Posted At: April 21, 2010 1:53 PM
by Haley Barr
Living in a beauty-driven society, it’s no secret the cosmetic industry is constantly introducing new and innovative products to improve the appearance of women across the globe. Like other businesses and organizations, it is essential for cosmetic companies to utilize PR to build and maintain relationships with consumers.
Even though the overall definition of PR stays the same, the tactics differ for the cosmetic industry. Cosmetic companies take building relationships to the next level by connecting with customers on a more personal level.
Employee passion unites customers
Bare Escentuals is a cosmetic line with products meant to make a positive impact on women’s lives through fun and versatile products that are healthy for the skin, said Nada Antoun, Bare Escentuals public relations manager.
PR is a necessity for BE because new and innovative products are constantly brought to the table, said Antoun. Therefore, brand awareness and exposure are required. In Antoun’s personal experience, she has found that the success of a PR department is defined by the company, rather than the industry; and with support from the executive team, the opportunities are endless.
The BE team uses guerrilla and experimental marketing to reach its target audience. “This generally includes sampling, street-team events, the occasional billboard and a strong, targeted online marketing strategy,” said Antoun. “As of late, campaign messaging has been cheeky and thought-provoking, which is always fun. Also, we love to provide experiences for the customer, which often include make-unders and the opportunity to visit with Leslie Blodgett, our fearless leader.”
Although the marketing tactics are a huge part of the brand’s success, the team truly aims to connect with its customers. According to Antoun, the BE brand is unique because the employees are passionate about the products, and they have personal stories to tell about how the products have changed lives. By creating close relationships, the employees can relate and connect with customers on a personal level.
The team uses Facebook to communicate with its fan base, e-mail to communicate with its customers and is always accessible in the office, said Antoun.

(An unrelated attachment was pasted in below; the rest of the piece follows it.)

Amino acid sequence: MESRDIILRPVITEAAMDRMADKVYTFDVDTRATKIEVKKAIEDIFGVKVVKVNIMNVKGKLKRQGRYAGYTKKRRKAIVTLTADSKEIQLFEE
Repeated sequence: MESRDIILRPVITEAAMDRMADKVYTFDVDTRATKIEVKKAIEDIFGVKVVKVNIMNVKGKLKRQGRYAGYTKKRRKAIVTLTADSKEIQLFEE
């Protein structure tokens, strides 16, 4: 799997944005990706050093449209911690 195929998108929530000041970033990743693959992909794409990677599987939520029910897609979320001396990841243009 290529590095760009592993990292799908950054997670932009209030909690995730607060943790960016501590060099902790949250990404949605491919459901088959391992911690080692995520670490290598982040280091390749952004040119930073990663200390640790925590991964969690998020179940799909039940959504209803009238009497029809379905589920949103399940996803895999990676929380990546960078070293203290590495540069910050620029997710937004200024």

The relationship that customers have developed with CEO Leslie Blodgett is a huge part of the brand’s success.
“She’s been an integral part of the company for over 15 years and has binders upon binders of letters she’s received from customers sharing their experiences with the brand,” said Antoun. “Leslie often calls on customers for advice with regard to new product innovation or ideas for charitable events and programs. They are her extended family in more ways than one.”
It is clear that Bare Escentuals is more than a cosmetic line. The customers trust the BE brand because of the relationships that have been established.
Eco-friendly packaging creates bond
As the leader in earth-engineered beauty, tarte offers the widest selection of healthy cosmetics. The company’s mission is to prove that glamour can be good for you through the use of high-performance naturals. The brand also uses eco-friendly packaging, sustainable resources, charitable partnerships and customer recycling initiatives to help reduce environmental waste, said Kristin Pehush, tarte public relations assistant.
PR is a necessity for tarte because it is the voice of the company. “For instance, a beauty brand would want members of the media to actually try the product being pitched,” said Pehush. “That company would provide the media with press samples for review in magazines, Web sites, YouTube videos, etc.”
In order to reach its target audience, the tarte team develops customized PR plans for the media, celebrity makeup artists and other influencers. Through product launch releases and personalized pitches, the company offers the media a story about the tarte brand.
The company maintains relationships with its customers through its Twitter account, Facebook page, YouTube channel, blog and vlog.
“It’s important that we keep the lines of communication open,” said Pehush. “We value our relationships with our consumers — they make us aware of issues and provide us with valuable feedback.”
With a brand that is good for the skin and environment, it’s no surprise that tarte is successful in maintaining relationships with its consumers.
Social media generates relationships and low prices
A cosmetic company with a different approach is e.l.f. cosmetics, eyes lips face. According to an interview between Brandweek and Ted Rubin, e.l.f. chief marketing officer, the cosmetic company does zero traditional advertising and uses social media instead. The PR tool has allowed e.l.f. to sell its products for as low as $1.
“It’s more than a philosophy, it’s part of our business model and part of what allows us to sell products at the prices we do,” said Rubin in the Brandweek interview. “So it’s not just a philosophy and the reason I point that out is I work with a lot of bloggers, and as bloggers are getting more sophisticated and are earning money from certain brands, they come to me for sponsorships and things and I can legitimately tell them that I can’t do it. It’s not that we don’t want to do it or we don’t want to spend the money there, it’s just not the way we operate.”
The company is able to maintain relationships with customers through Facebook and Twitter; and it uses e-mail to offer special incentives and to announce new products.
In order for the cosmetic industry to create brand awareness for new products and establish relationships with customers, certain PR tactics are a must. Sustaining personal relationships appears to instill trust within customers and, in turn, create brand loyalty.
As long as cosmetic companies maintain relationships with customers, does it really matter how it’s accomplished?
Photo by Caroline Beard